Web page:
Ooh la la and other clichés – on the French Riviera!


 

                                   Ooh la la and other clichés

                                        on the French Riviera!      

There is a lot to be said for the Mediterranean, the navel of western civilization, especially benign and Impressionist blue on a fine day. All along its European shoreline are places that are historic, quaint, expensive and perhaps a clue to the economic crisis engulfing most of them: closed for lunch. Closed often for quite a long lunch.

The most celebrated of these is the French Riviera, which we were obliged to visit partly because of the peculiarities of the self proclaimed world’s best rail system. This system is so described by its owners the French, who can rival Australians for vain bombast.

Just to spoil the party (or the long lunch), on the Mediterranean’s southern shore there is a tide of Africans, particularly Arabs, who are angry, many would like to destroy European civilization and don’t close for lunch. Indeed many of them are so keen to show their contempt for the west that they are willing to risk their lives to get to get there for a cut of the action, doing so like economic refugees world-wide, in dodgy boats. 

The part of the Mediterranean coast known as the French Riviera is particularly enchanting and we spent two days there and chose to stay in the city of Nice, which for those of you who don’t know French, is not pronounced nice, indeed there are some parts of it that couldn’t be described as nice at all. For the non-Francophonic it is pronounced Neece. Apologies to those who knew that already.

Nice is now a city in transition. Its most famous esplanade is called the Promenade des Anglais named after the wealthy English who started wintering there in the late 18th century. Now, the promenade is popular with many nationalities, particularly those transported by roller blades and skateboards.  The Opera House backs onto it and on a warm night we saw one of the principals with his dressing room window open, unconcerned we were able to watch his preparations.

A more noticeable presence away from the beach are the Africans some of whom, still wearing tribal garb look slightly bewildered, seemingly expecting the place to resemble their old village, with the addition of wide screen TV. Such is the African impact that we were told by a restaurant owner, who had lived some time in Australia, that the area recorded the strongest vote in the country for the far right, anti-immigrant presidential candidate Marine Le Pen, in this year’s election.

Few places in the world could have such a contrast, in the back streets are Muslim women in the full jilbab, and similarly dressed Bedouin men. Yet a block or two away on the beach are Europeans, some virtually naked except for a little fabric strip around their privates. Many appear to spend their lives on the beach, tanned to the color of old leather. Compared to some of these folks, particularly some older women, the once bronzed Aussies are ghost pale.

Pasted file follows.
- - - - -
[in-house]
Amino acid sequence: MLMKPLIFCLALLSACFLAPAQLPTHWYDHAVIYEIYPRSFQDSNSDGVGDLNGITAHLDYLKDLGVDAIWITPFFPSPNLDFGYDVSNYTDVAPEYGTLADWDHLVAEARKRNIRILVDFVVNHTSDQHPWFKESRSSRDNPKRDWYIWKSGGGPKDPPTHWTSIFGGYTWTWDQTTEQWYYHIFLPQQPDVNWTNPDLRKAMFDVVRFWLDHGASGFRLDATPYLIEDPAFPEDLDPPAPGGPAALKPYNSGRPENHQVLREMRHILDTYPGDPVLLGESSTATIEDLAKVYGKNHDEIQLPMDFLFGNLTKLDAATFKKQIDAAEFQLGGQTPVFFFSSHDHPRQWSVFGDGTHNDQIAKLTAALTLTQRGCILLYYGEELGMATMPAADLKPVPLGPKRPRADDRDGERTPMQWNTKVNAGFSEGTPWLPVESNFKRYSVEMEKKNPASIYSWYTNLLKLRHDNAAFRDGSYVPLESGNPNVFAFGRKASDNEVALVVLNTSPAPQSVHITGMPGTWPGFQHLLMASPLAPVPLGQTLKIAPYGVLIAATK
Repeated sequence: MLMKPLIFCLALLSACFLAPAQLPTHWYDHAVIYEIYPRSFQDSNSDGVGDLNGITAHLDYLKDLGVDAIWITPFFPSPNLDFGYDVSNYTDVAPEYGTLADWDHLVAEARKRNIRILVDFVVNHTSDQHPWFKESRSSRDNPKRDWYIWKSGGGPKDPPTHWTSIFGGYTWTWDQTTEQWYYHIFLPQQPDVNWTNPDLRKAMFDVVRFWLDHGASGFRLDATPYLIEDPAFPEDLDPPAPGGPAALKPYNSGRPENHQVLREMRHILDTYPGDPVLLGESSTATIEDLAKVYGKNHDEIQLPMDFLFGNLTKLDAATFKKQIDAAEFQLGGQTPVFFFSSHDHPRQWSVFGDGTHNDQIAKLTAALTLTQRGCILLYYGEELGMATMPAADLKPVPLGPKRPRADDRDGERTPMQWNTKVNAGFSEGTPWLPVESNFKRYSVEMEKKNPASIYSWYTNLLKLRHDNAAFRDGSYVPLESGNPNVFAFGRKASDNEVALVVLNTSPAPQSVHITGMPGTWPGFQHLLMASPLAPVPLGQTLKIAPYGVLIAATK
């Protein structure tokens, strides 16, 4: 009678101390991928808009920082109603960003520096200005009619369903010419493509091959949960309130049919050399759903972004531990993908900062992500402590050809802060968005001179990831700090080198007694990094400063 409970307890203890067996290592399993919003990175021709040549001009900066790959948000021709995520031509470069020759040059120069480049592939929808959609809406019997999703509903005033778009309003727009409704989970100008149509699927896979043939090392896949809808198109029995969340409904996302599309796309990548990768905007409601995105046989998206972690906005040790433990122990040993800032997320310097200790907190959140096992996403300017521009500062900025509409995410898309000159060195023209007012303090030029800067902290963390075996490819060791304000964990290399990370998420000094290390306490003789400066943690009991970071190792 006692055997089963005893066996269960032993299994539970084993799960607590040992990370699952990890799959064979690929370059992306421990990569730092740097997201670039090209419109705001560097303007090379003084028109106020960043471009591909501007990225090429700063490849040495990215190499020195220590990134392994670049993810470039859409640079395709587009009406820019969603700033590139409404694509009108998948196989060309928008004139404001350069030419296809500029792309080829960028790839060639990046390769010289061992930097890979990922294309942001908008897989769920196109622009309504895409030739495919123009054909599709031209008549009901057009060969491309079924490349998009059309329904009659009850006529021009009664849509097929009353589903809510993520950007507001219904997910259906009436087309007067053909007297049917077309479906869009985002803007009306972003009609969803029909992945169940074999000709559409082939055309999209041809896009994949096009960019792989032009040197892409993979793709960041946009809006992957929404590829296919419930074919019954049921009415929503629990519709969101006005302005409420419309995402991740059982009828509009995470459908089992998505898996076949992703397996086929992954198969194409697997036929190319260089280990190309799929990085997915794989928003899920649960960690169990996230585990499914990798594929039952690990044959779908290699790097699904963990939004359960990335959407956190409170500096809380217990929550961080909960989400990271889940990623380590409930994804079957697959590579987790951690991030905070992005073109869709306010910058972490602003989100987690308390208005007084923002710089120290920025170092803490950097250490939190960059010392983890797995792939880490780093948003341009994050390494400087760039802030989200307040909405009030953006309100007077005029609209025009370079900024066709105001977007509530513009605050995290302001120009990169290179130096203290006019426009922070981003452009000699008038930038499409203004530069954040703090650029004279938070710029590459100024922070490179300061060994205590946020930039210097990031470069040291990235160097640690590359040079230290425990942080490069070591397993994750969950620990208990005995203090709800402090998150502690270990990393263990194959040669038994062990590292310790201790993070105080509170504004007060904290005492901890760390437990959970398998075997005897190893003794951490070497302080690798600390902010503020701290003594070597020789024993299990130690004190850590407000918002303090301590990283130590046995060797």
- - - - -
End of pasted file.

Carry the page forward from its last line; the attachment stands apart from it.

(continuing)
You will notice from the photos, the substance this famous beach is made from. As a resident of Melbourne’s Black Rock, I am used to placing my bottom on sand. Yet here is a world famous beach which should be more accurately called Grey Rock, that attracts tens of thousands, seemingly happy to put their backsides on uncomfortable hot pebbles.

Given we did not intend to come here, we selected a modest hotel, with a surprisingly large room and quite far from the beach. It was close to the railway station, but also in an area where crowds of African men like to congregate, (in deference to their mainly Muslim alcohol averse heritage), while the liquor shops are open. They disappear about 10 in the evening when these shops close, but are probably a reason the hotel was good value.

Now for the story of the rail system. As you may recall we were in a rented farmhouse near Bordeaux in the French south west. Our next stop was to be Venice where Jill had booked a hotel and the logical thing would be to take a train south to somewhere like Toulouse and then east to Italy, but this proved impossible. 

We spent an hour with a pleasant booking clerk in the pleasant Perigord city of Bergerac and despite all sorts of major train lines being shown all over France there was no alternative to get to Venice than to first take a train to Paris which students of geography and history will know is in the country’s far north, a mere Blitzkrieg from the German border. 

Still we were compelled to go there, spend $200 for a night on a shoebox, to get a seat the next day on one of their illustrious TGV services to Nice. We discovered that the French railways allocate just 24 seats on each TGV to holders of Eurail passes, so they are often booked out months in advance.

Also it turned out we could not book tickets on the Italian railways in Bergerac. We had to do so in Nice and the last leg of our trip involved three train changes. All up three travelling days.

Why so long? It was hard to find out. United Europe seems a figment of some politician’s imagination and this part of it was closed for lunch.

 

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